Frau Ella: Film Review
German director Markus Goller's hit comedy-drama is another slickly produced star vehicle for affable everyman actor Matthias Schweighoefer.
A young Berlin taxi driver who's been dumped by his pregnant girlfriend embarks on -- what else? -- a road trip to France with a sick old lady and his nattily clad best bud in the German hit comedy Frau Ella.
Editor-turned-director Markus Goller (Friendship!) directs this star vehicle for the increasingly popular German Everyman actor Matthias Schweighoefer -- think Til Schweiger 2.0 -- and it’s a pleasant and not-too-bumpy ride for the most part for both the characters and the audience, even though originality is not a quality anyone involved here seems to ever suspect the existence of. As the film piles on cliches about relationships, hospitals, road trips and friendships, Goller has to rely on the undeniable star power of Schweighoefer to smooth things over. Somewhat shockingly, the overly familiar screenplay, credited to Dirk Ahner, is based on a bestselling novel penned by Florian Beckerhoff, who must be the German equivalent of Danielle Steel and Jackie Collins combined.
Released in Germany Oct. 17, this hotly anticipated local comedy dethroned Gravity as the week’s most-visited film upon release and lost less than 10 percent of its audience in its second week. But unfortunately, and unlike the unexpected 2010 road-trip hit Vincent Wants to Sea, Frau Ella lacks that spark of individuality needed to make inroads into non-Germanophone territories.
Though the film's named after Mrs. Ella (Ruth Maria Kubitschek), its true protagonist is early thirty-something Sascha (Schweighoefer), who quit med school some years ago and is now a taxi driver. When his girlfriend, Lina (Anna Bederke, seen earlier this year in Schlussmacher, which Schweighoefer co-directed and starred in), announces she's pregnant, he freaks out and crashes his car. When he's taken to the hospital, the snoring Mrs. Ella, a technology-challenged, 87-year-old stranger, occupies a second bed in what was supposed to be a private room.
Things are predictably prickly between them initially, at least for Sascha, though when he realizes the hospital is making her undergo an unnecessary and possibly dangerous operation, he tries to help her, finally going so far as to kidnap her and take her home. A couple of plot twists later -- notably a tempestuous visit from Lina, who sends Sascha packing -- and the unlikely duo find themselves in the vintage car of Sascha’s bohemian-chic, girlfriend-challenged roommate, Klaus (August Diehl), who tags along.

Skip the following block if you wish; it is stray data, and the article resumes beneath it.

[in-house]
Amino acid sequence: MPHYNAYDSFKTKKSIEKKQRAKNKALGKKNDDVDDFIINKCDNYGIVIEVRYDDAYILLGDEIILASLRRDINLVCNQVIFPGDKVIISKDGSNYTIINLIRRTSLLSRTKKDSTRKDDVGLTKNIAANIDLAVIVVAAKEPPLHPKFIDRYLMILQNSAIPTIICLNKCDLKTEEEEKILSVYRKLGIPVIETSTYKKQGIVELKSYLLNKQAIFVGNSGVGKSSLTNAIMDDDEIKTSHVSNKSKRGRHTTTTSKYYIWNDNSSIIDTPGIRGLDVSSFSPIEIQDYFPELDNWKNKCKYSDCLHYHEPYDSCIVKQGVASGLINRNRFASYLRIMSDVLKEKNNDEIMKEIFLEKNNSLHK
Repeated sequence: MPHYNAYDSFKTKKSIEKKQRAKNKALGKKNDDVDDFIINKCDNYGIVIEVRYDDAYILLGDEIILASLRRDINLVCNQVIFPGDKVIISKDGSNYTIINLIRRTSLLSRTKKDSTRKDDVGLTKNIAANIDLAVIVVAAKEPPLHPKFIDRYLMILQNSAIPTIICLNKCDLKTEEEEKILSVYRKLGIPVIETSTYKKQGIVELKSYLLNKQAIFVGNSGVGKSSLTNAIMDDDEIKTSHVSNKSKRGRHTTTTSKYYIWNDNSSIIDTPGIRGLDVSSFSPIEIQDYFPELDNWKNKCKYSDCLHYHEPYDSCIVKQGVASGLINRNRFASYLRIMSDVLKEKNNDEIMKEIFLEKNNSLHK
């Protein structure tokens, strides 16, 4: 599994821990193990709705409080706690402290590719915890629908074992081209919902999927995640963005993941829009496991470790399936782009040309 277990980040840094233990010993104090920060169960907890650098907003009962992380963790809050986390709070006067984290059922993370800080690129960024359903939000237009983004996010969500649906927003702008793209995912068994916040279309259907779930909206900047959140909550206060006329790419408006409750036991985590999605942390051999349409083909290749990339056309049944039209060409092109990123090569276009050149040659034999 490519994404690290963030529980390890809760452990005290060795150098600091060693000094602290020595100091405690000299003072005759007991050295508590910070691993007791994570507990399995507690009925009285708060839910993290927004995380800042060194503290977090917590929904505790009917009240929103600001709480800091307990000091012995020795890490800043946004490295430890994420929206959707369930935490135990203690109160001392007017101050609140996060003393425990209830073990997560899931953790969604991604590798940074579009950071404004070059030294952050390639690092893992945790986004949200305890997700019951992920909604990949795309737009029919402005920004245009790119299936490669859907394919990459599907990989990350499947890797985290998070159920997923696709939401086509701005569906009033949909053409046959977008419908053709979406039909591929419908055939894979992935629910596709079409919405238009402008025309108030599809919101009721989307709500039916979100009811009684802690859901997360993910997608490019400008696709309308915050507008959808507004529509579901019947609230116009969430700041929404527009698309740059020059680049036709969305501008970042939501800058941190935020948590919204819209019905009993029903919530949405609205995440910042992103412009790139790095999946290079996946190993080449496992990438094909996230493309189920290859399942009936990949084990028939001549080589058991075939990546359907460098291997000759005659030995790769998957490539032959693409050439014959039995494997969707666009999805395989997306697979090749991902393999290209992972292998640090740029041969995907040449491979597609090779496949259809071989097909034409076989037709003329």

Their trip to France, inspired by a story from Mrs. Ella's younger years, is filled with the familiar scenes from countless other mismatched-duo films and road movies and desperately needs Schweighofer's star charisma to sustain interest. This is not in any way meant to demean the efforts of Kubitschek, who's pluckily adorable in that hip grandma kind of way, but doesn’t disappoint in the more dramatic scenes either, and the delightful Diehl (Salt, Inglourious Basterds), a versatile young character actor who often manages to flesh out his supporting parts in interesting ways.
The script -- and editor Simon Gstoettmayr -- struggle to find the right balance between Mrs. Ella's trip with Sascha and the story of Lina, who's absent for long stretches, and Maurus Ronner and Martin Todsharow's piano-driven score is initially a little too plaintive for what's supposed to be more of a comedy than a drama. But in the end, the sheer likability of the characters does win out.
Production companies: Pantaleon Entertainment, Warner Brothers Film Productions Germany
Cast: Matthias Schweighoefer, Ruth Maria Kubitschek, August Diehl, Anna Bederke
Director: Markus Goller
Screenwriter: Dirk Ahner, screenplay based on the novel by Florian Beckerhoff
Producers: Matthias Schweighoefer, Marco Beckmann, Dan Maag
Director of photography: Ueli Steiger
Production designer: Christian Eisele
Music: Maurus Ronner, Martin Todsharow
Costume designer: Janne Birck
Editor: Simon Gstoettmayr
No rating, 104 minutes.